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Michael Robert McFerran, Ares Management, L.P. - CFO & EVP of Ares Mgmt GP LLC and Partner & Treasurer of Ares Mgmt GP LLC [32]

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And my -- let me just one thing to as your courtesy you have the fact the last fund was commingled fund, too, and $1 billion of equity, and it's modestly leveraged to create more assets. So this is -- you look and manage expectations around what you'll see down the line -- just see have your -- you have your facts straight.

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David B. Kaplan, Ares Management, L.P. - Co-Founder [33]

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One more thing, those are euros not dollars?

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Craig William Siegenthaler, Crédit Suisse AG, Research Division - Global Research Product Head for the Asset Management Industry [34]

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And then just one follow-up on infrastructure. I know you have a strategy there, that's pretty mature with EIF focused on sort of energy, but are there any plans to do anything in the kind of more traditional infrastructure space, roads, airport tunnels, shippings because there's been a lot of talk there, decent amount of fundraisers there, especially with what Trump maybe doing with his spending plan?

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Michael J. Arougheti, Ares Management, L.P. - Co-Founder, President of Ares Management GP LLC, and Director of Ares Management GP LLC [35]

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Yes, I think, the opportunity set in the market seems to be getting a lot of headlines and discussions just given the potential stimulus from the current or an administration. That said, we haven't really seen in those projects flowing. I do think that there is an opportunity for us to take what we already do really well in EIF and within our broader energy strategy, coupled with some of the project finance lending that we do in our direct lending business to expand the borders and boundaries that we currently do into other infrastructure-related assets. Whether or not we push fully into what folks would call core infrastructure, I think, is a TBD. But clearly, an opportunity for us to grow off and what already is a very unique competitive advantage and capability we have in the markets that we're in today.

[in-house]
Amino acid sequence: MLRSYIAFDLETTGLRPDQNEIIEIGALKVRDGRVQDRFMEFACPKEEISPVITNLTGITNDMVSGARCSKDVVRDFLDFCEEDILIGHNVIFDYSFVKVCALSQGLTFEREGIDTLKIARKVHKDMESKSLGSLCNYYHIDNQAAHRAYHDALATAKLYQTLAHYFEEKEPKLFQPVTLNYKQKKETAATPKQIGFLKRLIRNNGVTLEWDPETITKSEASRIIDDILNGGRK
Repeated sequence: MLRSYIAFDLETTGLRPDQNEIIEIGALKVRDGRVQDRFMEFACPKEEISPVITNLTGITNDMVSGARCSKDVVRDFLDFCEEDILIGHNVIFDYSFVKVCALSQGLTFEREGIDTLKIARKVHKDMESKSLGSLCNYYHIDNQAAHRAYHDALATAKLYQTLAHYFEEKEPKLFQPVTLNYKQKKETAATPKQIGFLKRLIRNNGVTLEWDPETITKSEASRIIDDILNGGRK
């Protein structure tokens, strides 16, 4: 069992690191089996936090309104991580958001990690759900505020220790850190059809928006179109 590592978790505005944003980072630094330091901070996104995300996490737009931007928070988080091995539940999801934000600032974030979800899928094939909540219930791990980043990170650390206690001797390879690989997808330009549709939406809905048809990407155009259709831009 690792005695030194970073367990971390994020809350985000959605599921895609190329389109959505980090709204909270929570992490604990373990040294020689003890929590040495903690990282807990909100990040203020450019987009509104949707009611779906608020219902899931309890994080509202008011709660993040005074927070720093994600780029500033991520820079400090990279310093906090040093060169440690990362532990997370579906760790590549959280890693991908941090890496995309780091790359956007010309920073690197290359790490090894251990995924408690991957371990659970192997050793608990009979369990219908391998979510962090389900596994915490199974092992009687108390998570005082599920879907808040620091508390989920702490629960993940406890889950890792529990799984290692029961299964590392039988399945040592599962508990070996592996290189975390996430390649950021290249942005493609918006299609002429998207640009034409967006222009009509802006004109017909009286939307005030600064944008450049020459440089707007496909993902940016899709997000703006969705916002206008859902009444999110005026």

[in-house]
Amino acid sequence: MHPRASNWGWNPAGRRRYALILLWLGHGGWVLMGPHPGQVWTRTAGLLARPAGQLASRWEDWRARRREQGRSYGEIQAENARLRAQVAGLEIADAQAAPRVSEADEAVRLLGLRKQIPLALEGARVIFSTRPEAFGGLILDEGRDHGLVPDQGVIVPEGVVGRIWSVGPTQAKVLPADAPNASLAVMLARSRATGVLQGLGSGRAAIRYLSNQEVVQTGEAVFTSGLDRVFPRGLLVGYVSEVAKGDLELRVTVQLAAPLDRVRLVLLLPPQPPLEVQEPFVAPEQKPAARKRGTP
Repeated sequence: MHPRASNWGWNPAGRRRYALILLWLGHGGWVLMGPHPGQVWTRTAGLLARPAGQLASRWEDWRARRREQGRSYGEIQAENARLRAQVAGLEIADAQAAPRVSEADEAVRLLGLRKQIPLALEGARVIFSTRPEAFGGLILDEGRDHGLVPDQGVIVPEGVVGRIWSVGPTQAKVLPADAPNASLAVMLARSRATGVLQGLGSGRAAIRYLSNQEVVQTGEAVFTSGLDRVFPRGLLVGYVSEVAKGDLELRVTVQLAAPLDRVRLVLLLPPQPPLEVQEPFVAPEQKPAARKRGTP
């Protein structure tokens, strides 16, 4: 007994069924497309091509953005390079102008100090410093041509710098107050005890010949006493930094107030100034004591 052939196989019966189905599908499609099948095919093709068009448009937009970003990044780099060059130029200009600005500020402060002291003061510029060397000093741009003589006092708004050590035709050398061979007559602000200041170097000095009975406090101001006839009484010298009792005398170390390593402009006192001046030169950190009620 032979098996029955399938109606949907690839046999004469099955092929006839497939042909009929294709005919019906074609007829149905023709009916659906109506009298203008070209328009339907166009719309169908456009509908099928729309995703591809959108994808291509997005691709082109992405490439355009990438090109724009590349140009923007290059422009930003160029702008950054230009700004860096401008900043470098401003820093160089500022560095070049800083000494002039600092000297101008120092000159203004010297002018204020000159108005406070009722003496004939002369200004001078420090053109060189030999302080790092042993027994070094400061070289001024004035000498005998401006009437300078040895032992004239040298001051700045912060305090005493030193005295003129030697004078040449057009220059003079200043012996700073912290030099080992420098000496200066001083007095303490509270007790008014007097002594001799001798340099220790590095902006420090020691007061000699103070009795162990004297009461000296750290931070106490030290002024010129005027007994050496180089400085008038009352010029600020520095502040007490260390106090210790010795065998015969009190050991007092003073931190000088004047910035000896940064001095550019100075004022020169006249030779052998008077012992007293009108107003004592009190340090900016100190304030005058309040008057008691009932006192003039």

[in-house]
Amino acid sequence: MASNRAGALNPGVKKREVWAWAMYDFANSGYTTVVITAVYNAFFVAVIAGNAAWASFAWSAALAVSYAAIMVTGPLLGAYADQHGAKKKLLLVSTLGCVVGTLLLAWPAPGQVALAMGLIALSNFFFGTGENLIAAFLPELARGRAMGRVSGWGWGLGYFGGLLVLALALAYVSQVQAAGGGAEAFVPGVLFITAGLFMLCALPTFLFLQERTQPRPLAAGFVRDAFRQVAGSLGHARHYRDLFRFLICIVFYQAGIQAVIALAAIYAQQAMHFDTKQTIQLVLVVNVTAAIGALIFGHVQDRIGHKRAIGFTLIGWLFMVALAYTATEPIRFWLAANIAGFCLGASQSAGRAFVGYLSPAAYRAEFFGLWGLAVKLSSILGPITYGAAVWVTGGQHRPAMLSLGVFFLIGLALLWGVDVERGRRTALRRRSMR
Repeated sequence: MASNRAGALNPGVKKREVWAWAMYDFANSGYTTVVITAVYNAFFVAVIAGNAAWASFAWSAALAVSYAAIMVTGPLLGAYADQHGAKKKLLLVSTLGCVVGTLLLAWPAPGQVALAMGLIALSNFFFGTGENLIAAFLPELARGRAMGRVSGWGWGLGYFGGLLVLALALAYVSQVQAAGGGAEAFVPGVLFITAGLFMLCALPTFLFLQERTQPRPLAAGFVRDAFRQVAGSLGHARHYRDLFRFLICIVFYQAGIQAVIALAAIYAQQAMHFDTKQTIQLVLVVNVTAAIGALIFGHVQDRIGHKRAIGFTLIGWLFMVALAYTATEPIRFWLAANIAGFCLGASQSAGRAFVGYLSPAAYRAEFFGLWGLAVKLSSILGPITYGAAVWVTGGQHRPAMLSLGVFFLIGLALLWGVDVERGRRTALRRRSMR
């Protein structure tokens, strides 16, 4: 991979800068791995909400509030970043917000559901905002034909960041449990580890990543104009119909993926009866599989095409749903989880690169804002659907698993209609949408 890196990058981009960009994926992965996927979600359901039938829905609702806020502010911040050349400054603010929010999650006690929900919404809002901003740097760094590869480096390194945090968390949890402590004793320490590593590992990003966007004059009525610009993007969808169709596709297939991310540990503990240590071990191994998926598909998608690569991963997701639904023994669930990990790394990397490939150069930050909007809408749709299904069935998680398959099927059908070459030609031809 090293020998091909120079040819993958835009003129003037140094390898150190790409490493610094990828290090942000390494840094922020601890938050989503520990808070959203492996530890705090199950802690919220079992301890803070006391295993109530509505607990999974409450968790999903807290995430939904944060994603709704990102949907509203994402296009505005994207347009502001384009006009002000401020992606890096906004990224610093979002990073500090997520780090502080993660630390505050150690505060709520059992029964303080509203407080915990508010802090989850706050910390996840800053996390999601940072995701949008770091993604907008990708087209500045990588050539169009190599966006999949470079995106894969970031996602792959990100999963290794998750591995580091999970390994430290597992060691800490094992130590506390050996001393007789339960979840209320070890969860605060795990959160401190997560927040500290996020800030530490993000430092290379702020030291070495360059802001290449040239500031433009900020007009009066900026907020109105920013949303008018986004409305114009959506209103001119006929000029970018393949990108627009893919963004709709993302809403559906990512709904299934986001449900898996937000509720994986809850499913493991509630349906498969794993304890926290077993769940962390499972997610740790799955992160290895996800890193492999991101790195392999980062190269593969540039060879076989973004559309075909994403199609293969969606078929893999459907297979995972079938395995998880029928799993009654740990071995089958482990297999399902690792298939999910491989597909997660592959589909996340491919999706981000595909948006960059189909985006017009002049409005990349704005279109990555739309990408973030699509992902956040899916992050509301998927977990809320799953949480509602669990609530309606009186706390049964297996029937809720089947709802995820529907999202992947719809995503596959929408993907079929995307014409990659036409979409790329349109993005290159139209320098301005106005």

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Operator [36]

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And ladies and gentlemen, this will conclude the question-and-answer session. I would like to hand the conference back over to Mike Arougheti for closing comments.

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Michael J. Arougheti, Ares Management, L.P. - Co-Founder, President of Ares Management GP LLC, and Director of Ares Management GP LLC [37]

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Well, thanks, everybody. We appreciate you spending time with us on a Friday in August. We appreciate all the time and great question. And we hope that you have a wonderful end to the some summer. And we will look forward to our next call in a couple of months. Thanks, everybody.

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Operator [38]

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Thank you. Ladies and gentlemen, this concludes our conference call for today. If you missed any part of today's call, an archived replay of this conference call will be available through September 1, 2017, by dialing (877) 344-7529, and to international callers, by dialing 1 (412) 317-0088. For all replays, please reference conference #10110034. An archived replay will also be available on a webcast link located on the homepage of the Investor Resources section of our website. The conference has now concluded. Thank you for attending today's presentation. You may now disconnect your lines.